SEATTLE—The 2016 Global Nutrition Report was released on June 14. The report is “the only independent and comprehensive annual review of the state of the world’s nutrition.”
It is funded by a variety of charities (such as the Bill and Melinda Gates Foundation), as well as many governments including the U.K. Department for International Development, the Government of Canada, the European Commission, and the Government of Germany.
The 2016 Global Nutrition Report focuses especially on how widespread the problem of malnutrition is. Malnutrition can come in the form of undernutrition or obesity.
The report found that 44 percent of countries with data available experience “serious levels” of both undernutrition and obesity. In fact, malnutrition affects one in three people globally, and it is the leading driver of disease.
Overweight individuals whose blood contains too much sugar, salt, fat or cholesterol and underweight individuals who lack important vitamins and minerals are especially prone to infections and communicable diseases.
Unfortunately, malnutrition rates are rapidly rising in many parts of the world. Obesity and diabetes are two conditions tied to malnutrition that are becoming especially prevalent. One in twelve people globally have diabetes, and nearly two billion people are obese or overweight.
The Global Nutrition Report points out that these high malnutrition rates have serious and wide-reaching consequences. Unhealthy individuals put a strain on public health systems and are unable to effectively contribute to the economy.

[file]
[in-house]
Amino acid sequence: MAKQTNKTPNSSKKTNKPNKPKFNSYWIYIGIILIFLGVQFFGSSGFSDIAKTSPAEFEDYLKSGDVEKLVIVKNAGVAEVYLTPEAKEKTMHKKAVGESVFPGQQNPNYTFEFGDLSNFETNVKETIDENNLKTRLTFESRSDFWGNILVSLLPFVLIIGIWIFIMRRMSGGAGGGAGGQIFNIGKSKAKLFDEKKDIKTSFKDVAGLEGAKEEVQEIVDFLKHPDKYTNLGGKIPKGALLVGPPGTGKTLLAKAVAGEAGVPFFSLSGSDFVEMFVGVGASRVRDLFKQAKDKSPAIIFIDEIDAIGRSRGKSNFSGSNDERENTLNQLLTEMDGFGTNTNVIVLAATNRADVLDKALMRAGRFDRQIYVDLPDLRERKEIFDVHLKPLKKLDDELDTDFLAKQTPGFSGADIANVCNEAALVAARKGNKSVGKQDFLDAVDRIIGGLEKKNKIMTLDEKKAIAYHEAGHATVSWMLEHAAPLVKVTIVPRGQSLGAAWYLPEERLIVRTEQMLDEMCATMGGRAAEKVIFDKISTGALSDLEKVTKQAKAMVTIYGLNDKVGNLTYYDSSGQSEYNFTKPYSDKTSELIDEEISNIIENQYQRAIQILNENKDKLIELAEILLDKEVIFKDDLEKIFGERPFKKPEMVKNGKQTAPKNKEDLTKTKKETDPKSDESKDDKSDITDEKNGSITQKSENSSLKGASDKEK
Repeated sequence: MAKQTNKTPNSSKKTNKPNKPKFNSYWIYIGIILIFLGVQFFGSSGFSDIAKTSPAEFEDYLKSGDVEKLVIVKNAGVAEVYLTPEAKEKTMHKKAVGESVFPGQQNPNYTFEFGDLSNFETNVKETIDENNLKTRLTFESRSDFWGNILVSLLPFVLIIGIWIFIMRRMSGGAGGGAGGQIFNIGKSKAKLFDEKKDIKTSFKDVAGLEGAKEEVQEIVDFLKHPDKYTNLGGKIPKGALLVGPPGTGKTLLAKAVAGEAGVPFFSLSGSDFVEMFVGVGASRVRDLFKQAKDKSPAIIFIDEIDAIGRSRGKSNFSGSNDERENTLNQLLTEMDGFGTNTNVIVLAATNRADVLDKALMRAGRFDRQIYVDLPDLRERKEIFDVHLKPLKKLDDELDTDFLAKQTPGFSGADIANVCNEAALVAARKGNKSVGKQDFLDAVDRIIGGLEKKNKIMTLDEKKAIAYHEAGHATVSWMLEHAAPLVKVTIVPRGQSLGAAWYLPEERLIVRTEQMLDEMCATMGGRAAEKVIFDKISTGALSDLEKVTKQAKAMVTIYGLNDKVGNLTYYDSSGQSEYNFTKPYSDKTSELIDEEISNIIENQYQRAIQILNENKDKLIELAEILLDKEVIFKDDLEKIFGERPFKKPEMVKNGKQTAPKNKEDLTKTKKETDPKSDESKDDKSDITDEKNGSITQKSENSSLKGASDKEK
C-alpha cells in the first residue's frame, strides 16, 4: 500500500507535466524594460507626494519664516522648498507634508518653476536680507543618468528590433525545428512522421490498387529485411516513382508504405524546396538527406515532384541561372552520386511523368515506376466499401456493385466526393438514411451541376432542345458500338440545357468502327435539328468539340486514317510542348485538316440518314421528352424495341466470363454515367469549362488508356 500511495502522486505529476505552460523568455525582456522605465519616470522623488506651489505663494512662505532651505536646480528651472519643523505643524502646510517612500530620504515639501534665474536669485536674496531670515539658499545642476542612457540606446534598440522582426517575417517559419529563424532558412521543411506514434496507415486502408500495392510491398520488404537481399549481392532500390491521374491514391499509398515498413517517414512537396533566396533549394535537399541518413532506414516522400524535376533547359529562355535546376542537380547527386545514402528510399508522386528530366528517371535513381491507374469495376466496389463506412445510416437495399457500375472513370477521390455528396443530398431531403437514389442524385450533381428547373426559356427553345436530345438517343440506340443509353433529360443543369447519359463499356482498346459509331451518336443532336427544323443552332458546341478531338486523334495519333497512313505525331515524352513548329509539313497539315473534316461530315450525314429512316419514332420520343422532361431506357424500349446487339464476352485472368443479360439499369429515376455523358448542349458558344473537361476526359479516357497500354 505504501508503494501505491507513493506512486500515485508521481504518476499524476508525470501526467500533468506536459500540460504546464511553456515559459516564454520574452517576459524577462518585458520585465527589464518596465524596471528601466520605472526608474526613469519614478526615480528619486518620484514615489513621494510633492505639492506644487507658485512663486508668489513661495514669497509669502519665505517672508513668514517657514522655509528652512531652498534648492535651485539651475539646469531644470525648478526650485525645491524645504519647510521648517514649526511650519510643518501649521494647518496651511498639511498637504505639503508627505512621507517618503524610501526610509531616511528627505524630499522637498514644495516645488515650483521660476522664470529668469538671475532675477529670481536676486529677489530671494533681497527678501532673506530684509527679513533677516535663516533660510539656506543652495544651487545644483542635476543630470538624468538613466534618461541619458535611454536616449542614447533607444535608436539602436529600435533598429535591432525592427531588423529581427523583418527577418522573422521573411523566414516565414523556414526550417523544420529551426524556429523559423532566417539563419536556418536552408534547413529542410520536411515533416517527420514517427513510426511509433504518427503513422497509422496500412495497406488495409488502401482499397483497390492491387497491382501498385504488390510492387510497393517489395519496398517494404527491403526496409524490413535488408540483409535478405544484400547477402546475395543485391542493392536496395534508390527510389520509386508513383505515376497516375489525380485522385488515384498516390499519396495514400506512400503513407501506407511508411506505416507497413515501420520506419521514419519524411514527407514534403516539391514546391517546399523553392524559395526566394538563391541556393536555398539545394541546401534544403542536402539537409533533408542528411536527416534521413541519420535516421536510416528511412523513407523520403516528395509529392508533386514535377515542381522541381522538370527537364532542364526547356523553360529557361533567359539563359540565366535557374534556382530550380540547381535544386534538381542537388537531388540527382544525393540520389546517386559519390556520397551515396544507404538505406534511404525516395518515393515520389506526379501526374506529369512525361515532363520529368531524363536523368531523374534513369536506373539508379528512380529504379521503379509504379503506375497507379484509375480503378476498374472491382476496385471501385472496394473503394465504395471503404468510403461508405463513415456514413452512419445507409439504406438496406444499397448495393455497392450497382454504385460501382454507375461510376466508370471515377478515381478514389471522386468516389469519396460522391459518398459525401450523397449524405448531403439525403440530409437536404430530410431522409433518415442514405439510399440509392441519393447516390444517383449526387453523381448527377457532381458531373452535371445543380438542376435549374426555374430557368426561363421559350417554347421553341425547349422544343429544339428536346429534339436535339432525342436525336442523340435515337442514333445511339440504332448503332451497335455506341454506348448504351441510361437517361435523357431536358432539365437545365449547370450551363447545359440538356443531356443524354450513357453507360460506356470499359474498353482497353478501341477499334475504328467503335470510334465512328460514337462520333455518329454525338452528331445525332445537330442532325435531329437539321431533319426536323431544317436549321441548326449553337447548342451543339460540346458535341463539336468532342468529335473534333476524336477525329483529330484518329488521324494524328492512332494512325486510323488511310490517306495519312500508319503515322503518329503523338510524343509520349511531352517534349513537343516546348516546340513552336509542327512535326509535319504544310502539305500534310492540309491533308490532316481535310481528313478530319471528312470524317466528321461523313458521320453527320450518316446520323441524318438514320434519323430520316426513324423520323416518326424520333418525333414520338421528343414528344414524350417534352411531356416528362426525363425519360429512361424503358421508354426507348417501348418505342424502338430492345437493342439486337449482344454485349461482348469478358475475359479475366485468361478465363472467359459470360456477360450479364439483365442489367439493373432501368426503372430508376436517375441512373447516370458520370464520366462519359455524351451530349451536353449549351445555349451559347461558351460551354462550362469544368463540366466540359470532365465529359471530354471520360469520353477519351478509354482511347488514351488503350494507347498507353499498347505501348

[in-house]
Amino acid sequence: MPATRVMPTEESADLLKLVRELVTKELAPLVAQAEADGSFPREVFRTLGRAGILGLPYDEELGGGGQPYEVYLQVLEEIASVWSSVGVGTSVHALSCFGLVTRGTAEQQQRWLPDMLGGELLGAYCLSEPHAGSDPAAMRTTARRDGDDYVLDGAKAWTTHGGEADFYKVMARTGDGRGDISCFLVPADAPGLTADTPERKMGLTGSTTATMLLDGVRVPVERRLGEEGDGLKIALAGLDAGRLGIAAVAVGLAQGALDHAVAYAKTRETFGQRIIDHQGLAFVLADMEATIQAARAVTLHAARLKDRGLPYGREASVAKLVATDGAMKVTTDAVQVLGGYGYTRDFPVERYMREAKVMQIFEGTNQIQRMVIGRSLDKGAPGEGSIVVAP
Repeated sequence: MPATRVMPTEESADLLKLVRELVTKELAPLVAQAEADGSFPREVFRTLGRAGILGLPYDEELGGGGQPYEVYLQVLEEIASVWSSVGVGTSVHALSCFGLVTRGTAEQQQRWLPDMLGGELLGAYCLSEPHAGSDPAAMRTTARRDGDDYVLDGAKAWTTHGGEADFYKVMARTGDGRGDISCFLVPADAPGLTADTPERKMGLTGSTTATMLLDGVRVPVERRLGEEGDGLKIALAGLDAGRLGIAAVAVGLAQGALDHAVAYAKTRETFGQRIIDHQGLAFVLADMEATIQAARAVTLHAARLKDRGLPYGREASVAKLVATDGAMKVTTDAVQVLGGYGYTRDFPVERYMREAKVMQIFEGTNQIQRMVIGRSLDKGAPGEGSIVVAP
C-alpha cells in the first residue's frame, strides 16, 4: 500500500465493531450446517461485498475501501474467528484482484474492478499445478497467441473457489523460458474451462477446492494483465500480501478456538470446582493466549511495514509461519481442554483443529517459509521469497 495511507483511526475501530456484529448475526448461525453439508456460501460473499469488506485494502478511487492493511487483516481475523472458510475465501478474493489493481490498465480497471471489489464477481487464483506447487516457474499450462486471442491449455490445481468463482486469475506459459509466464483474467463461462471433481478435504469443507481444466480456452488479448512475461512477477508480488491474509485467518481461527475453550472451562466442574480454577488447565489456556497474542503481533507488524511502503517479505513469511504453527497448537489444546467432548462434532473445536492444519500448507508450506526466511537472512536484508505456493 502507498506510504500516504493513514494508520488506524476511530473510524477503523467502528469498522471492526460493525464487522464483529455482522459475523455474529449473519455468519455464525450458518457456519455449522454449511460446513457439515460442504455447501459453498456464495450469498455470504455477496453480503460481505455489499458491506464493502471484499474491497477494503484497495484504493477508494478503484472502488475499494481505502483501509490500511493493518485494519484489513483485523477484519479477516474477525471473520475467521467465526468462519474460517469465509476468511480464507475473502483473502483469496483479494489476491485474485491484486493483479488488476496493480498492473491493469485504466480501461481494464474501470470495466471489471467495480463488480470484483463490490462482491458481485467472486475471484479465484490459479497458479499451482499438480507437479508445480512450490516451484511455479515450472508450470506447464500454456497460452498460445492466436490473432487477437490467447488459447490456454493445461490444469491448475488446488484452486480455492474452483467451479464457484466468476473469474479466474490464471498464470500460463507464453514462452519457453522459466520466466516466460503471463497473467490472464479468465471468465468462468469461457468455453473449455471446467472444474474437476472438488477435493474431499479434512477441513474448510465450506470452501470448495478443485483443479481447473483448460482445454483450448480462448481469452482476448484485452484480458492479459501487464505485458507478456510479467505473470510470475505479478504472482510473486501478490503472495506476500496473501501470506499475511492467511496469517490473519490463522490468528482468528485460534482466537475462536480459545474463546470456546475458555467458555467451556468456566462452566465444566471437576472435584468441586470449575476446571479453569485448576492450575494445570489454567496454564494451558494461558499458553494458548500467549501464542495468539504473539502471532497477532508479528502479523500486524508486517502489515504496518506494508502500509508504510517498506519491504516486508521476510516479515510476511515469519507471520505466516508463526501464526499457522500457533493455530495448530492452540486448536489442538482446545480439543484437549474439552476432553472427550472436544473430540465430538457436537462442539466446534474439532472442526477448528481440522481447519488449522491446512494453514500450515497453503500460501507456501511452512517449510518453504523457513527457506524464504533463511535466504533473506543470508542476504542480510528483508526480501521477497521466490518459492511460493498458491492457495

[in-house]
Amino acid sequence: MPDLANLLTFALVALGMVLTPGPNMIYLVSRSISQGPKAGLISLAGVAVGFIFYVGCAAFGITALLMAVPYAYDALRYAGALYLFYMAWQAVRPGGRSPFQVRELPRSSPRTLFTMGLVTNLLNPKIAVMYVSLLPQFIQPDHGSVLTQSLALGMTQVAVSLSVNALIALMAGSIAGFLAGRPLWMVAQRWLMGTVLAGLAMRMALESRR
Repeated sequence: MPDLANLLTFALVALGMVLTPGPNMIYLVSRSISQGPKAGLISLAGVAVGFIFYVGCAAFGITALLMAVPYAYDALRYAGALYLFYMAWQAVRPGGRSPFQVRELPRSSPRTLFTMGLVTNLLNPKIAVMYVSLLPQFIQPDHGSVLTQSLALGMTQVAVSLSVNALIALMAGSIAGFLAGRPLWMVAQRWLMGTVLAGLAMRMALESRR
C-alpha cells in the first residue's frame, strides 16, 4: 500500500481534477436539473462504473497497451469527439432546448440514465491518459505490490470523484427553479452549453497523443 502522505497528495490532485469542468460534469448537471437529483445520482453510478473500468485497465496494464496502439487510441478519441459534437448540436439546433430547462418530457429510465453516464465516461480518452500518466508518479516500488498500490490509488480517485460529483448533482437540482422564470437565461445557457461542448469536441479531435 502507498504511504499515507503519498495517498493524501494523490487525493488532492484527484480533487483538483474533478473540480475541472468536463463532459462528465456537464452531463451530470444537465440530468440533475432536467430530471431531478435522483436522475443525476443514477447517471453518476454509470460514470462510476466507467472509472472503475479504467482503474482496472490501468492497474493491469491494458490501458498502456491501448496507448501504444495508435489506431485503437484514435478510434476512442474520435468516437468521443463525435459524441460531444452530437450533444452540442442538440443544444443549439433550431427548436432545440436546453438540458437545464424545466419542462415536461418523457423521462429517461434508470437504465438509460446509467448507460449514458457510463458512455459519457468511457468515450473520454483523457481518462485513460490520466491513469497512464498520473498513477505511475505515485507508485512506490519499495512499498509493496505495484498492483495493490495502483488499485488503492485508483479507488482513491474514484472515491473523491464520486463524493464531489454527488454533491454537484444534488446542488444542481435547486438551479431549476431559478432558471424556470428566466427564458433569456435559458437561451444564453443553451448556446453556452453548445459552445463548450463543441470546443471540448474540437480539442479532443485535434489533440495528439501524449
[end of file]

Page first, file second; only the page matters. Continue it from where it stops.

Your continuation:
This is particularly evidenced by the report’s estimates of annual GDP losses from low weight, poor child growth and micronutrient deficiencies, which average 11 percent in Asia and Africa.
The report also gives notable examples of the economic price of malnutrition in China and the United States. In China, diabetes results in an annual 16.3 percent loss of income for the patient. In the United States, households spend an average eight percent more of their annual income on healthcare for just a single obese person.
Because malnutrition is such a far-reaching problem, the Global Nutrition Report argues that governments should make proper nutrition a more substantial part of their domestic agendas.
Currently many governments spend over 30 percent of their budgets on development, but much of this should be invested in nutrition programs instead. Curbing malnutrition creates healthy workers, maintains a large consumer base and lightens the strain on healthcare systems. Thus, proper nutrition is a prerequisite to substantial developmental projects.
Investing in programs to combat malnutrition is also very cost-effective. The Global Nutrition Report estimates that “every $1 invested in proven nutrition programs offers benefits worth $16.”
Fortunately, the report also highlights a few bright spots. The number of stunted children under five years is declining in every part of the world except Africa and Oceania.
Individual countries have also shown substantial progress: stunting rates have been reduced from 36 to 19 percent in Ghana, Peru and Malawi are on track to meet global breastfeeding and anemia reduction targets and Brazil and India have been able to substantially reduce malnutrition rates.
However, the Global Nutrition Report argues that only concerted government action can seriously combat malnutrition around the world.
In the words of Lawrence Haddad, the Co-Chair of the report’s independent expert group: “The key ingredient to all of these success stories is political commitment… Where leaders in government, civil society, academia and business are committed… anything is possible. Despite the challenges, malnutrition is not inevitable—ultimately it is a political choice: one which we need leaders across the world to make.”
– Steffen Seitz